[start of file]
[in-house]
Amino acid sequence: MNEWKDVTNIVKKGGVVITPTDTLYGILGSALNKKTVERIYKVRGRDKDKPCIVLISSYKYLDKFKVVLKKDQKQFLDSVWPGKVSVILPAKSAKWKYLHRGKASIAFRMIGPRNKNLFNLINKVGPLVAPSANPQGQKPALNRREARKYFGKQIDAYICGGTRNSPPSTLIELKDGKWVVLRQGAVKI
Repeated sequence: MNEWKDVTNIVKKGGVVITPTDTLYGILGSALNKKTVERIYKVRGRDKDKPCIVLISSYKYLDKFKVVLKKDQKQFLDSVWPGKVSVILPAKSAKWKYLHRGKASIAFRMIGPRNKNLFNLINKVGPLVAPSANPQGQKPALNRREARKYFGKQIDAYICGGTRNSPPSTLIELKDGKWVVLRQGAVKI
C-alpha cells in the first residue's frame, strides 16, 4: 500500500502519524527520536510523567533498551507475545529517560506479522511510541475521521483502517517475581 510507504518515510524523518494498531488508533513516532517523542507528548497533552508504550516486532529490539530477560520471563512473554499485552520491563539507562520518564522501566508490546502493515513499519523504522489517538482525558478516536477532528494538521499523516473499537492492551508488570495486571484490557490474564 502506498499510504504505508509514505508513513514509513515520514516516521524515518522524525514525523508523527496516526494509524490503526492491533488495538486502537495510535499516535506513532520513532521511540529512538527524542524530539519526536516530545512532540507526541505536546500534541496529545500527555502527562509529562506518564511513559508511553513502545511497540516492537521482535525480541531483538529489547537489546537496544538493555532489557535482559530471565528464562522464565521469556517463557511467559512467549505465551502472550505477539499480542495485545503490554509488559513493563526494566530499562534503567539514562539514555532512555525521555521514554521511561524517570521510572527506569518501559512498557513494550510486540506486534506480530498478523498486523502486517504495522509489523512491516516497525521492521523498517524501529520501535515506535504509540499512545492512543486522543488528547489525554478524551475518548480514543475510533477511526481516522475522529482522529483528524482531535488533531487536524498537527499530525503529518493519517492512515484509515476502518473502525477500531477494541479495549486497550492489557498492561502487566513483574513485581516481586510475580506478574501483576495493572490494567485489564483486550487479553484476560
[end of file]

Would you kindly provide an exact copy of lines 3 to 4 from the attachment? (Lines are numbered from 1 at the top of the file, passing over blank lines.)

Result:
Repeated sequence: MNEWKDVTNIVKKGGVVITPTDTLYGILGSALNKKTVERIYKVRGRDKDKPCIVLISSYKYLDKFKVVLKKDQKQFLDSVWPGKVSVILPAKSAKWKYLHRGKASIAFRMIGPRNKNLFNLINKVGPLVAPSANPQGQKPALNRREARKYFGKQIDAYICGGTRNSPPSTLIELKDGKWVVLRQGAVKI
C-alpha cells in the first residue's frame, strides 16, 4: 500500500502519524527520536510523567533498551507475545529517560506479522511510541475521521483502517517475581 510507504518515510524523518494498531488508533513516532517523542507528548497533552508504550516486532529490539530477560520471563512473554499485552520491563539507562520518564522501566508490546502493515513499519523504522489517538482525558478516536477532528494538521499523516473499537492492551508488570495486571484490557490474564 502506498499510504504505508509514505508513513514509513515520514516516521524515518522524525514525523508523527496516526494509524490503526492491533488495538486502537495510535499516535506513532520513532521511540529512538527524542524530539519526536516530545512532540507526541505536546500534541496529545500527555502527562509529562506518564511513559508511553513502545511497540516492537521482535525480541531483538529489547537489546537496544538493555532489557535482559530471565528464562522464565521469556517463557511467559512467549505465551502472550505477539499480542495485545503490554509488559513493563526494566530499562534503567539514562539514555532512555525521555521514554521511561524517570521510572527506569518501559512498557513494550510486540506486534506480530498478523498486523502486517504495522509489523512491516516497525521492521523498517524501529520501535515506535504509540499512545492512543486522543488528547489525554478524551475518548480514543475510533477511526481516522475522529482522529483528524482531535488533531487536524498537527499530525503529518493519517492512515484509515476502518473502525477500531477494541479495549486497550492489557498492561502487566513483574513485581516481586510475580506478574501483576495493572490494567485489564483486550487479553484476560